How I Use It
Being an instructor of K-5 pre-service teachers, I also correct writing assignments with spelling errors that should be caught via word processing spellchecking. Unfortunately, they are not and some students really believe the words are spelled correctly. One strategy I am implementing to partially offset this problem is requiring students to integrate iPad apps into their lesson plans. But first they must learn and master the apps themselves. Introducing them to Spelling City as a high potential iPad classroom app works because the pre-service teachers will first use lists I've created just for them. As such, they practice spelling words they themselves frequently misspell while learning the games. Then, they create lists and evaluate the potential of these apps in their K-5 pre-service teacher field experiences. I use Spelling City with pre-service teachers who 1) need to improve their spelling skills; and who 2) are investigating and considering Spelling City as an iPad app in their future classrooms.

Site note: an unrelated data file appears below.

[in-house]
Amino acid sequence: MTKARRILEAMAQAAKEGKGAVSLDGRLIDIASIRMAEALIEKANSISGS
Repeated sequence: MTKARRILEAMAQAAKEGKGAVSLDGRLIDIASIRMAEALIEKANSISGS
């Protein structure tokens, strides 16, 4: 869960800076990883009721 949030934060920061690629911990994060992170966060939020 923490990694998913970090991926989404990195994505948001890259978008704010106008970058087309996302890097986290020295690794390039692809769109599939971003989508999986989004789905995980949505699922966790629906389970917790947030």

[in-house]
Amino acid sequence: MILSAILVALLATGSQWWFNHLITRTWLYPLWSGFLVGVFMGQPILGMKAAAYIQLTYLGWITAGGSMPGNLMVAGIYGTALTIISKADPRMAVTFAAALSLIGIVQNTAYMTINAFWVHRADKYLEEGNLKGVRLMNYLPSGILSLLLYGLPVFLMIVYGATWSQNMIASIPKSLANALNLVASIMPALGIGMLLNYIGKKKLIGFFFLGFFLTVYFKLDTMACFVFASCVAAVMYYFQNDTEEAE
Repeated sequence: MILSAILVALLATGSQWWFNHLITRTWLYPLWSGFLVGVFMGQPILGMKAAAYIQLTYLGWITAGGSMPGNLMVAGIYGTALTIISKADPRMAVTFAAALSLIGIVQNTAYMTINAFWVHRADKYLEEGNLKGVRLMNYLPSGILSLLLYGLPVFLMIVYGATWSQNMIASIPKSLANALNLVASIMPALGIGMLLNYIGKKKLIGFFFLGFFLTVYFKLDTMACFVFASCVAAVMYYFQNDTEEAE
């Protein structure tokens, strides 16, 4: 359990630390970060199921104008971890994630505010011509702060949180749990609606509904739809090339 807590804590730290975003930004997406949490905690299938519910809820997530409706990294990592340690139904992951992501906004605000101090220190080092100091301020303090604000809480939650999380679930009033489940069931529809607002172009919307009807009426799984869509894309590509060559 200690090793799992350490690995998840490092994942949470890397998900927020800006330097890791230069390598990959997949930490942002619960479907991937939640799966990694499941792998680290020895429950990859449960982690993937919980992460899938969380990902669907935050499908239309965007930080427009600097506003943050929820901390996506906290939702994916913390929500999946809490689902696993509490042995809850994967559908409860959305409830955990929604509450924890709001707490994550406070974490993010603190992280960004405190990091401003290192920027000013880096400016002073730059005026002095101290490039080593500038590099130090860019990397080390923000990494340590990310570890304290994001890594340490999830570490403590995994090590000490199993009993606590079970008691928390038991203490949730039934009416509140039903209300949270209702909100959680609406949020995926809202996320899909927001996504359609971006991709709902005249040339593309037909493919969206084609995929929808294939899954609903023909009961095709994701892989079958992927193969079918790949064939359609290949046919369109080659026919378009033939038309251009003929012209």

Spelling City indeed can be set up in 5 minutes or less and its game format puts a new twist on drill and practice. Spelling can be a very boring and frustrating subject if not linked to a motivating experience. Whereas Spelling City is not a video game, it is engaging. Five to 10 minutes daily sessions would definitely allow students to improve their spelling skills and ultimately their writing skills. From a teacher perspective, creating numerous lists is quick and would allow me to help students practice new sight words and new vocabulary words. Additionally, new lists are can be easily created and individualized for students who are experiencing problem with specific words. Spelling City is particularly useful and quite beneficial for exceptional learning needs students.